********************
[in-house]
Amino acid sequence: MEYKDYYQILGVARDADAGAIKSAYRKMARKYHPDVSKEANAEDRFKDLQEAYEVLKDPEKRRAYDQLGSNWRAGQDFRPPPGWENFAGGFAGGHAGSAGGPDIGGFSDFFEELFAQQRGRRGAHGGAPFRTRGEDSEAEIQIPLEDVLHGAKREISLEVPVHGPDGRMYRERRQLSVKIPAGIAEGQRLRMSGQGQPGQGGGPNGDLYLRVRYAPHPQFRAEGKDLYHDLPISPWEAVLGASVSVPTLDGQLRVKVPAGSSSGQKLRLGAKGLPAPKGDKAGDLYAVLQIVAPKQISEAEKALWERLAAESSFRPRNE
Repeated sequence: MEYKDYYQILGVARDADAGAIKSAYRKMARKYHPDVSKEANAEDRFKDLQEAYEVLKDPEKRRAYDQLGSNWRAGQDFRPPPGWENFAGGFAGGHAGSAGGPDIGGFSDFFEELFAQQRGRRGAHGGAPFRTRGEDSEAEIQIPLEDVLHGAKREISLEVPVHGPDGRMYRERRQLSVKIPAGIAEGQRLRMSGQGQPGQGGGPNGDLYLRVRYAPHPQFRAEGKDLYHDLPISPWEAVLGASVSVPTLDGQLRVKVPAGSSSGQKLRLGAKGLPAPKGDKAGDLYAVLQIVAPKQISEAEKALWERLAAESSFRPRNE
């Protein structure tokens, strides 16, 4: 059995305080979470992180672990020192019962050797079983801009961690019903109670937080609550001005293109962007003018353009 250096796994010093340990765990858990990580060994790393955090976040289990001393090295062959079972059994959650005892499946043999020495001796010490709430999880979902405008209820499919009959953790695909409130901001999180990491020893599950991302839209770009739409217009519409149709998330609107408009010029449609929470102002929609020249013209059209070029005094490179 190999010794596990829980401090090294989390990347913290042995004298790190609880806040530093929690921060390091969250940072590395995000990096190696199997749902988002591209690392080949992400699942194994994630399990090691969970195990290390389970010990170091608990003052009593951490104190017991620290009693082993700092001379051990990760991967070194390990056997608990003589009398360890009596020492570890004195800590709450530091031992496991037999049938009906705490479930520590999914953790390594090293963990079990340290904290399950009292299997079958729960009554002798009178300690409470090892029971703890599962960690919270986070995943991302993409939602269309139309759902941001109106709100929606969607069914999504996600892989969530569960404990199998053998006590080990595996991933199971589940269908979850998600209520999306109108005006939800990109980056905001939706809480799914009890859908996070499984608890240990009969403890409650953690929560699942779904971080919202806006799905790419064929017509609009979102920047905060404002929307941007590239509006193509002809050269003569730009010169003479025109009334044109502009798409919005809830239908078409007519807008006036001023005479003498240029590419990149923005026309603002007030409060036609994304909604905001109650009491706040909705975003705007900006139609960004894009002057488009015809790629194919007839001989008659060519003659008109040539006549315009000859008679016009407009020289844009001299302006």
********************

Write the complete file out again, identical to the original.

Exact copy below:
[in-house]
Amino acid sequence: MEYKDYYQILGVARDADAGAIKSAYRKMARKYHPDVSKEANAEDRFKDLQEAYEVLKDPEKRRAYDQLGSNWRAGQDFRPPPGWENFAGGFAGGHAGSAGGPDIGGFSDFFEELFAQQRGRRGAHGGAPFRTRGEDSEAEIQIPLEDVLHGAKREISLEVPVHGPDGRMYRERRQLSVKIPAGIAEGQRLRMSGQGQPGQGGGPNGDLYLRVRYAPHPQFRAEGKDLYHDLPISPWEAVLGASVSVPTLDGQLRVKVPAGSSSGQKLRLGAKGLPAPKGDKAGDLYAVLQIVAPKQISEAEKALWERLAAESSFRPRNE
Repeated sequence: MEYKDYYQILGVARDADAGAIKSAYRKMARKYHPDVSKEANAEDRFKDLQEAYEVLKDPEKRRAYDQLGSNWRAGQDFRPPPGWENFAGGFAGGHAGSAGGPDIGGFSDFFEELFAQQRGRRGAHGGAPFRTRGEDSEAEIQIPLEDVLHGAKREISLEVPVHGPDGRMYRERRQLSVKIPAGIAEGQRLRMSGQGQPGQGGGPNGDLYLRVRYAPHPQFRAEGKDLYHDLPISPWEAVLGASVSVPTLDGQLRVKVPAGSSSGQKLRLGAKGLPAPKGDKAGDLYAVLQIVAPKQISEAEKALWERLAAESSFRPRNE
């Protein structure tokens, strides 16, 4: 059995305080979470992180672990020192019962050797079983801009961690019903109670937080609550001005293109962007003018353009 250096796994010093340990765990858990990580060994790393955090976040289990001393090295062959079972059994959650005892499946043999020495001796010490709430999880979902405008209820499919009959953790695909409130901001999180990491020893599950991302839209770009739409217009519409149709998330609107408009010029449609929470102002929609020249013209059209070029005094490179 190999010794596990829980401090090294989390990347913290042995004298790190609880806040530093929690921060390091969250940072590395995000990096190696199997749902988002591209690392080949992400699942194994994630399990090691969970195990290390389970010990170091608990003052009593951490104190017991620290009693082993700092001379051990990760991967070194390990056997608990003589009398360890009596020492570890004195800590709450530091031992496991037999049938009906705490479930520590999914953790390594090293963990079990340290904290399950009292299997079958729960009554002798009178300690409470090892029971703890599962960690919270986070995943991302993409939602269309139309759902941001109106709100929606969607069914999504996600892989969530569960404990199998053998006590080990595996991933199971589940269908979850998600209520999306109108005006939800990109980056905001939706809480799914009890859908996070499984608890240990009969403890409650953690929560699942779904971080919202806006799905790419064929017509609009979102920047905060404002929307941007590239509006193509002809050269003569730009010169003479025109009334044109502009798409919005809830239908078409007519807008006036001023005479003498240029590419990149923005026309603002007030409060036609994304909604905001109650009491706040909705975003705007900006139609960004894009002057488009015809790629194919007839001989008659060519003659008109040539006549315009000859008679016009407009020289844009001299302006």